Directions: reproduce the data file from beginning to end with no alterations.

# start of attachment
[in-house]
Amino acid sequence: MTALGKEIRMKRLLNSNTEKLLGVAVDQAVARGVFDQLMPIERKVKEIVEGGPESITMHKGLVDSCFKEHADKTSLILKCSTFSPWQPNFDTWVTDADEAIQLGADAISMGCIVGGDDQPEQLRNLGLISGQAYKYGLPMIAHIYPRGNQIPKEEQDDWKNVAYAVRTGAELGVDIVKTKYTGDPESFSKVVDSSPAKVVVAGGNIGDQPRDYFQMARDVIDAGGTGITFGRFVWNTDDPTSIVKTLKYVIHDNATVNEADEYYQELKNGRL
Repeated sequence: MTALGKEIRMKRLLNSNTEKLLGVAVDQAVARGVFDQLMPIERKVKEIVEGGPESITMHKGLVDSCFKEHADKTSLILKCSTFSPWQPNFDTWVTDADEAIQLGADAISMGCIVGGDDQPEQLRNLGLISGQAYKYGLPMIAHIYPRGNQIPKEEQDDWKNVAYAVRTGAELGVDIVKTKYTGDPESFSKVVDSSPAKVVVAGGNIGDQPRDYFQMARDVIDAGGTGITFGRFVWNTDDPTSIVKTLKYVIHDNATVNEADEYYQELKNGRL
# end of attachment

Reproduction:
[in-house]
Amino acid sequence: MTALGKEIRMKRLLNSNTEKLLGVAVDQAVARGVFDQLMPIERKVKEIVEGGPESITMHKGLVDSCFKEHADKTSLILKCSTFSPWQPNFDTWVTDADEAIQLGADAISMGCIVGGDDQPEQLRNLGLISGQAYKYGLPMIAHIYPRGNQIPKEEQDDWKNVAYAVRTGAELGVDIVKTKYTGDPESFSKVVDSSPAKVVVAGGNIGDQPRDYFQMARDVIDAGGTGITFGRFVWNTDDPTSIVKTLKYVIHDNATVNEADEYYQELKNGRL
Repeated sequence: MTALGKEIRMKRLLNSNTEKLLGVAVDQAVARGVFDQLMPIERKVKEIVEGGPESITMHKGLVDSCFKEHADKTSLILKCSTFSPWQPNFDTWVTDADEAIQLGADAISMGCIVGGDDQPEQLRNLGLISGQAYKYGLPMIAHIYPRGNQIPKEEQDDWKNVAYAVRTGAELGVDIVKTKYTGDPESFSKVVDSSPAKVVVAGGNIGDQPRDYFQMARDVIDAGGTGITFGRFVWNTDDPTSIVKTLKYVIHDNATVNEADEYYQELKNGRL